Acquiring distressed loans from FDIC helped Lennar Corp. return to profit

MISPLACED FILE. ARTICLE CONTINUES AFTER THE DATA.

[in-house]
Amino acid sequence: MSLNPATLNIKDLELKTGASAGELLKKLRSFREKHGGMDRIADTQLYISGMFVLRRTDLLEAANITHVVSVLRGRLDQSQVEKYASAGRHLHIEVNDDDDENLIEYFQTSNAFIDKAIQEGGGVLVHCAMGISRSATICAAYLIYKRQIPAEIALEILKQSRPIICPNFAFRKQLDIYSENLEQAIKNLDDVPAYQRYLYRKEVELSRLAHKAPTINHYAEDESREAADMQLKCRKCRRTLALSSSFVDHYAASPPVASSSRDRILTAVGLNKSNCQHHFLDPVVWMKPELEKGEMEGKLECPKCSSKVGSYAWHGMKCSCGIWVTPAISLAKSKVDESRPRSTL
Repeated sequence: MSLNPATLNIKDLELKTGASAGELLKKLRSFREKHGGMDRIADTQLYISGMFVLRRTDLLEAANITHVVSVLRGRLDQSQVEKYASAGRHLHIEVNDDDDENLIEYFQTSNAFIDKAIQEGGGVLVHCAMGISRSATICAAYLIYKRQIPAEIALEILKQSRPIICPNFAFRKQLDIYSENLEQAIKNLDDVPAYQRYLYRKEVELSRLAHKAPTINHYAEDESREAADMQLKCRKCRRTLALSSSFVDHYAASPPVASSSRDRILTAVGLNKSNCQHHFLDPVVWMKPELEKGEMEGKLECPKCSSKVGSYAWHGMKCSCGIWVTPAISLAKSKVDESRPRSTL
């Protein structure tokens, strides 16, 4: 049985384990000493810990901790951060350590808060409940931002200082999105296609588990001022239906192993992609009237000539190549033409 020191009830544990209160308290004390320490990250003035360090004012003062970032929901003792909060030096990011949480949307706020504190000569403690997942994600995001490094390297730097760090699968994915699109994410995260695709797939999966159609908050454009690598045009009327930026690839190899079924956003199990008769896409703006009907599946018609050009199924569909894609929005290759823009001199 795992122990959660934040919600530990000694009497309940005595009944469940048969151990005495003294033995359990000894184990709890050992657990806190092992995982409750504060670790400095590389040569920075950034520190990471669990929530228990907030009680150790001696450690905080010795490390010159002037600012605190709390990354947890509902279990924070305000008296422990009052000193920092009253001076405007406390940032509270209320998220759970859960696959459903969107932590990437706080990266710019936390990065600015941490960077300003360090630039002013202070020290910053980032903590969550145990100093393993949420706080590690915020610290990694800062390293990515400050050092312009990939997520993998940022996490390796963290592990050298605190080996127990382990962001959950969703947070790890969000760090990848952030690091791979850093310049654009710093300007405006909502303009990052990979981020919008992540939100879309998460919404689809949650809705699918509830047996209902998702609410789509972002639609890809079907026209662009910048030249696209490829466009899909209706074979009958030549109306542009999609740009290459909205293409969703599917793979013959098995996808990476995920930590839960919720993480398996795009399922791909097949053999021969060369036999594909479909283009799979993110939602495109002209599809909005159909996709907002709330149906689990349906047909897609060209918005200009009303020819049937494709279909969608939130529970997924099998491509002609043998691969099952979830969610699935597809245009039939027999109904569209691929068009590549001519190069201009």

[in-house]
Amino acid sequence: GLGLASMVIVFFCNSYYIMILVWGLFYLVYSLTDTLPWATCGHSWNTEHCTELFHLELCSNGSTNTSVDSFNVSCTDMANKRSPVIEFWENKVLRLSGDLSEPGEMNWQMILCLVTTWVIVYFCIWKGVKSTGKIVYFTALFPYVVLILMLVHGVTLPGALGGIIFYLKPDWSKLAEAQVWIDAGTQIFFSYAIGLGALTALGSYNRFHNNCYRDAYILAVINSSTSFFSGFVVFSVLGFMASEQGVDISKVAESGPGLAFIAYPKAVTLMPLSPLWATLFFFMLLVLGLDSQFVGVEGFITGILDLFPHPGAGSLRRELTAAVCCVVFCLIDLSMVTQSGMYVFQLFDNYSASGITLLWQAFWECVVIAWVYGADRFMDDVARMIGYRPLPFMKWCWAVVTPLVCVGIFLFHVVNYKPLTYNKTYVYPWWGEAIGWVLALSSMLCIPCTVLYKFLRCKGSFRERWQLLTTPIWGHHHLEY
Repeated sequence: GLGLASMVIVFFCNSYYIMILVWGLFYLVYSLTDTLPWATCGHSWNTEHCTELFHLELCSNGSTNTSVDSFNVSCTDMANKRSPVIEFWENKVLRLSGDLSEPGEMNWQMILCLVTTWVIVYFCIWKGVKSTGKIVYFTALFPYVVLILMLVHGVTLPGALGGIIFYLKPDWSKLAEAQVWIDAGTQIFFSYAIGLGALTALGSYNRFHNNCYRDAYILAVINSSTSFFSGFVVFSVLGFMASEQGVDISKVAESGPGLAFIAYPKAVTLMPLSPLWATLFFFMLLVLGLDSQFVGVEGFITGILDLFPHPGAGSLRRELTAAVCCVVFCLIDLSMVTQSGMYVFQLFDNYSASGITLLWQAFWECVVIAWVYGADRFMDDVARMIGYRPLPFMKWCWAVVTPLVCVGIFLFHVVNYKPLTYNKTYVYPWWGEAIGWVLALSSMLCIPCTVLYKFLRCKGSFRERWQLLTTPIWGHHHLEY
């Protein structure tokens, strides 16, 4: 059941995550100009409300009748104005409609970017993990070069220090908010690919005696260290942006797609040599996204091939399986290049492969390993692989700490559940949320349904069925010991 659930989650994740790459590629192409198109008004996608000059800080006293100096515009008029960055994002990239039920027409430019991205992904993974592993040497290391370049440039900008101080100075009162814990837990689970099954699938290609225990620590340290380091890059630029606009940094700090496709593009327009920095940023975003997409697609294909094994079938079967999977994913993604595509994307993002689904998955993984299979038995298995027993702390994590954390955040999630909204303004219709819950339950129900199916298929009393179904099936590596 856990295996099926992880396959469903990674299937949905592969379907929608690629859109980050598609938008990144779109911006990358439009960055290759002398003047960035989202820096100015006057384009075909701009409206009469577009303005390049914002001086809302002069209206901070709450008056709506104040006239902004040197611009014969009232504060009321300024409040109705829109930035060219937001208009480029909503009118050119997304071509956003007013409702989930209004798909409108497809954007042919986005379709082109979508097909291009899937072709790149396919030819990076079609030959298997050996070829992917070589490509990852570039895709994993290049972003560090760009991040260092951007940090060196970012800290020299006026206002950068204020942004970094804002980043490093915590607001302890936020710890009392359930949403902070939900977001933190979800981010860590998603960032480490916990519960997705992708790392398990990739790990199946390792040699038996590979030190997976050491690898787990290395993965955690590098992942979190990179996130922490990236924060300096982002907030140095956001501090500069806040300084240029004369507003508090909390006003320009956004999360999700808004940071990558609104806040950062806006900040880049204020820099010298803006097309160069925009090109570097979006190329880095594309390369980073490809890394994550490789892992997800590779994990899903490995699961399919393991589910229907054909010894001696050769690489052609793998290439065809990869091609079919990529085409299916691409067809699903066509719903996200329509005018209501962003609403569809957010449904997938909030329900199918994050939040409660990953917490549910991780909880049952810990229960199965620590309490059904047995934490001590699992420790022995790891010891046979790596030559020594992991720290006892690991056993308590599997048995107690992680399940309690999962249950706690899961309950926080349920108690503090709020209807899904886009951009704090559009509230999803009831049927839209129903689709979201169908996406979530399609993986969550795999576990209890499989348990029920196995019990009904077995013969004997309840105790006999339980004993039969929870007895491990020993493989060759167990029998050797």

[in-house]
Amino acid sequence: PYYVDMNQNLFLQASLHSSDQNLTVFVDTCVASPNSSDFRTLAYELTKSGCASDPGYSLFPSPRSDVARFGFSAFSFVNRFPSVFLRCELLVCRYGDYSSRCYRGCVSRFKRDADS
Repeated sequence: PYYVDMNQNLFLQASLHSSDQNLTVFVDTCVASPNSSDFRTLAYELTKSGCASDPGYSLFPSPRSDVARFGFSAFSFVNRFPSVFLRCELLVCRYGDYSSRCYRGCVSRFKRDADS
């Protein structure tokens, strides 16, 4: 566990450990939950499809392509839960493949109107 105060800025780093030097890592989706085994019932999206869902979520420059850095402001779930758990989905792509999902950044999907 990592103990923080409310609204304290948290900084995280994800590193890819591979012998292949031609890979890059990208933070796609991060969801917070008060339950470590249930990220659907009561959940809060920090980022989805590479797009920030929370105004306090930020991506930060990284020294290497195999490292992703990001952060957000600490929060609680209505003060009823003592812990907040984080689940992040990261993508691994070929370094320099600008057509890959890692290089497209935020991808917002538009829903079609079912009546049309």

Investors lauded Lennar Corp. (LEN) third-quarter results Monday, pushing the homebuilder's stock up 8.2%, as the company reaps gains from a new unit. Miami-based Lennar returned to a profit for its fiscal third quarter, reporting earnings of $30 million, or 16 cents a share, well above analysts' estimates. Results were bolstered by Lennar's Rialto unit, which acquired 40% of a portfolio of distressed loans from the Federal Deposit Insurance Corp. (FDIC) earlier this year and earned $7.7 million for the quarter ending Aug. 31. The news helped Lennar's stock price rise $1.15, or about 8.2%, to close at $15.14 Monday. But that's still way off the $67.27 the stock was trading at back in January 2006 during the height of the housing-market bubble. Shares of both DR Horton (DHI) and Toll Brothers (TOL) climbed steadily Monday, as well. Pulte Group's (PHM) common stock rose 0.4% to $8.66 yesterday. Still it appears purchasing distressed assets from the federal government many only boost earnings for a short period, while homebuilders' core operations continue to drag. Lennar reported a 15% decline in new-home orders and a 12% drop in its backlog of homes for sale for the third quarter. President and CEO Stuart Miller said the company is "optimistic that our core businesses are on the right track to achieving sustainable profitability as the housing market recovers." "Our strategic investments in the FDIC loan portfolios and in the PPIP fund are performing extremely well and are producing strong earnings for our company," Miller said. "Our disciplined approach to underwriting and investing in distressed opportunities holds us in good stead for future earnings growth." Mitchell Hochberg, a principal with Madden Real Estate Ventures, said the homebuilder's understanding of the mortgage market makes investing in distressed loans advantageous. "It makes sense for them to seek ancillary but related businesses to help raise earnings as the housing market sits on the bottom," he said. "They're being very clever right now. It's a related business and one in which their executives know how to evaluate the risks." But it's probably not a long-term solution for earnings growth and Hochberg expects the company will review the unit's performance in a few years and determine if it's still self-sustainable. Write to Jason Philyaw.